SharePoint Document Library File Syndication

(c) Sean Bordner

(c) Sean Bordner

Incorporating a good search engine optimization (SEO) strategy involves being smart with your content.  Ideally, you don’t want the same content to live in two locations on the same site.  With SharePoint 2010 it’s actually possible to pull this off without causing a “foul” to be called by search engines; this post explains how. 
 
When explaining how SharePoint 2010 document libraries work; the request to store a single file in multiple document libraries comes up nearly every time.  Typically this request is closely analyzed to determine what they “really” want; and what they “really” want ends up being a content rollup.  A close second to what they “really want” ends up being simple “hyperlinks”.  However, what if they really do want a file to be stored in multiple document libraries?  Can SharePoint handle this out-of-the-box?  You bet!  Here’s how:
 
You will first need at least two (2) document libraries.  For this example, we’ll use the following two document library names:  “Doc Lib 1” and “Doc Lib 2”.  Ensure versioning is turned on for both document libraries.  Now, go to “Doc Lib 1” and upload a file.  For this example, we’ll use a .xls file, but any file will work.  Here comes the part that is not very well documented…
 
Locate the file you just uploaded into “Doc Lib 1” and expand its associated drop down.  Select “Send To” and then “Other Location”:
 
Now provide the “Destination” document library – in this example its “Doc Lib 2”.  You will also need to provide the “File name for the copy”.  This will be the name of the destination file located in “Doc Lib 2” – it is recommended to leave the name the same simply for consistency sake.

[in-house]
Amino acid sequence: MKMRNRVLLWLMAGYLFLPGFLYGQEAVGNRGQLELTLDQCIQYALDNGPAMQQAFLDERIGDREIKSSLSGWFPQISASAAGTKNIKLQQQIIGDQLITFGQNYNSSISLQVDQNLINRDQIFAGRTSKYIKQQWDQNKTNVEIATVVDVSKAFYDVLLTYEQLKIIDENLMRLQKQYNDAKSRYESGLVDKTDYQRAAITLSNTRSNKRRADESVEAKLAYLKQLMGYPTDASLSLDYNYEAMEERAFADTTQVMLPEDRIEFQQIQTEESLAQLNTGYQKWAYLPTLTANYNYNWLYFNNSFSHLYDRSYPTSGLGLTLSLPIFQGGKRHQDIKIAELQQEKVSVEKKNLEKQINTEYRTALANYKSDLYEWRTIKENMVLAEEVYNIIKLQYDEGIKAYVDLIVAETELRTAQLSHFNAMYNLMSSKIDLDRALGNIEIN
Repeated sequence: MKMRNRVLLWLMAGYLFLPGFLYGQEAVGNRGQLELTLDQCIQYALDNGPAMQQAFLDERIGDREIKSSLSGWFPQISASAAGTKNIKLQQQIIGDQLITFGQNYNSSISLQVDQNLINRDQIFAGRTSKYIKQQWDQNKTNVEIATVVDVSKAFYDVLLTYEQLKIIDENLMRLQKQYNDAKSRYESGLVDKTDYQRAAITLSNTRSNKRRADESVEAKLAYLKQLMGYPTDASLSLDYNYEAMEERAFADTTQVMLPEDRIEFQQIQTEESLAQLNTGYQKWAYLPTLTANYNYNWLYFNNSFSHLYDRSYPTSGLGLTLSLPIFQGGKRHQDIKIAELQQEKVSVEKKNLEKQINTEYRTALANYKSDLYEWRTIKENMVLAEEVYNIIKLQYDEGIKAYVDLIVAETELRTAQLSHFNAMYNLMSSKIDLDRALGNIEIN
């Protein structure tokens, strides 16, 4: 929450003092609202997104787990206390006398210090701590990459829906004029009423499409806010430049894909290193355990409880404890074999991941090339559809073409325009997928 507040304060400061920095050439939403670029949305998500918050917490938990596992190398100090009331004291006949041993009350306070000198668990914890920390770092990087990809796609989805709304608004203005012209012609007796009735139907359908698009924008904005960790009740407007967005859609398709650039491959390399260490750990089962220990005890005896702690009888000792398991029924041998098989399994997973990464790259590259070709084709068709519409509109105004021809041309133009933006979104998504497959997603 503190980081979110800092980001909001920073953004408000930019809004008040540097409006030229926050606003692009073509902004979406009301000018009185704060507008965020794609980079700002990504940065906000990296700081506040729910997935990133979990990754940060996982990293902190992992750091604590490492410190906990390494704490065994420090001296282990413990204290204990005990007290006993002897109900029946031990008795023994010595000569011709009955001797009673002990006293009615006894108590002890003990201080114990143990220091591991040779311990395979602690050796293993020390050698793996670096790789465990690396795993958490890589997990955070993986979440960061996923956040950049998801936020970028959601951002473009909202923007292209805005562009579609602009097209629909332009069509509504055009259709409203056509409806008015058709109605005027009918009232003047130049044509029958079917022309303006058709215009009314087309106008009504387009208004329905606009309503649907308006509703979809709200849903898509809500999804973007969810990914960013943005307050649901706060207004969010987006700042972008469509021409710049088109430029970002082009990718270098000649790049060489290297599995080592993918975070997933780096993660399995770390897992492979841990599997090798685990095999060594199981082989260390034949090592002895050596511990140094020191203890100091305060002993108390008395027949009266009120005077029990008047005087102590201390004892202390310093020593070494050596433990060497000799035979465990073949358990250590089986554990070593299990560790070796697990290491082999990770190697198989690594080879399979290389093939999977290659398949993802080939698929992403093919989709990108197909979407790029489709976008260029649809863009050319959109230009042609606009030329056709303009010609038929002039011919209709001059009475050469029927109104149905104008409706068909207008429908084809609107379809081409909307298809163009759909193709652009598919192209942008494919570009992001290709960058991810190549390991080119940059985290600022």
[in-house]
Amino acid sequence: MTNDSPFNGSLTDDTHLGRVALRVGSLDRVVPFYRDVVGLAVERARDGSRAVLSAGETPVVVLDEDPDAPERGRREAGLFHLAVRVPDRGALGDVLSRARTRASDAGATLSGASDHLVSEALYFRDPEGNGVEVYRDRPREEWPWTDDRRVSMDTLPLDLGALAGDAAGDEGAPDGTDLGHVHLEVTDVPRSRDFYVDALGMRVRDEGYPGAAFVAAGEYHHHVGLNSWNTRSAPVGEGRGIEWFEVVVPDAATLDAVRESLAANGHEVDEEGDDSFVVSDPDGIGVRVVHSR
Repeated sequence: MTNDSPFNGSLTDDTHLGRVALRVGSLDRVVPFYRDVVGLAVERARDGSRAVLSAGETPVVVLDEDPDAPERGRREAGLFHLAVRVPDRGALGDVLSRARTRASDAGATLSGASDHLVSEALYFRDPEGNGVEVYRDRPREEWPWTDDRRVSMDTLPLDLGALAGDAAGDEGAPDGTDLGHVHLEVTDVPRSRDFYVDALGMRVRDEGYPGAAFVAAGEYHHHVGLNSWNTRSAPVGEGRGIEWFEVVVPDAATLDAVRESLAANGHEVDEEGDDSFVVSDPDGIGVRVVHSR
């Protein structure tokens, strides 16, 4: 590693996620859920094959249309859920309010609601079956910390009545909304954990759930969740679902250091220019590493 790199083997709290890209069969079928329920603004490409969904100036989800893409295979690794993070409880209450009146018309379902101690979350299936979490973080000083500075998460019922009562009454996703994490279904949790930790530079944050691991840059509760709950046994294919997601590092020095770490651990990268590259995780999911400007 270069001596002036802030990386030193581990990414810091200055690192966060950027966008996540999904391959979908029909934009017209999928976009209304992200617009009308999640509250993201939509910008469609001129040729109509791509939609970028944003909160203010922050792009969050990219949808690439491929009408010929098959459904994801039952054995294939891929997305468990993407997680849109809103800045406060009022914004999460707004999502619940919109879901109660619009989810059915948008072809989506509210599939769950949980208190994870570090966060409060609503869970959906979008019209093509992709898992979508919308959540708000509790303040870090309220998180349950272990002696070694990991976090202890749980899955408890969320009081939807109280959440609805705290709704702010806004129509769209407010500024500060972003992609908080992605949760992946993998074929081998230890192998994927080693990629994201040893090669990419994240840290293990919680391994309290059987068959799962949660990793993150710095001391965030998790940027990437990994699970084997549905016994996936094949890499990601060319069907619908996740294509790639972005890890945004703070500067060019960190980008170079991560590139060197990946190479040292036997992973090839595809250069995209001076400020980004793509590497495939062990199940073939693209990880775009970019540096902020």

You should strongly consider placing a check in the “Create an alert for me on the source document”.  This alert will notify you when the file has been changed and will serve you well for ensuring the latest version of the file has been syndicated to all other document libraries.  Additionally, selecting “Yes” to “Prompt the author to send out updates when the document is checked in” will also help ensure the latest “Published” version of the file is syndicated to all other document libraries. 
 
Now it’s time to test the waters.  We have two documents libraries at this point (“Doc Lib 1” and “Doc Lib 2”) both containing the file we uploaded to “Doc Lib 1” and then syndicated to “Doc Lib 2”.  Lets modify the file in “Doc Lib 1” and then publish it to all other document libraries wired to “Doc Lib 1” (in this example, we’ve only wired one other document library called “Doc Lib 2”, however, we can wire up as many as we need). 
 
Go to “Doc Lib 1” and edit the file contained within.  Save your changes and make sure it gets checked in.  Note:  Your changes have NOT yet been syndicated out.  This requires the following action: 
 
Locate the file you just modified in “Doc Lib 1” and expand its associated drop down.  Select “Send To” and then “Existing Copies”.  This will syndicate the file to ALL document libraries wired to “Doc Lib 1” (for this file).  In this example, it will copy the latest version of the file to the “Doc Lib 2” document library.  Remember, we can set this up to copy to multiple document libraries should the need arise.  To copy to multiple document libraries, you simply repeat the same steps for each document library you wish to copy to.  From there, you simply modify the document, save/check-in, and then send to “Existing Copies” – this will copy the file to all destination document libraries.

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About Sean Bordner

CEO, Solution Architect, Co-Author of SharePoint for Nonprofits, Contributing Author NothingButSharePoint.com MCT, MCTS, MCSD, MCP, MCAD
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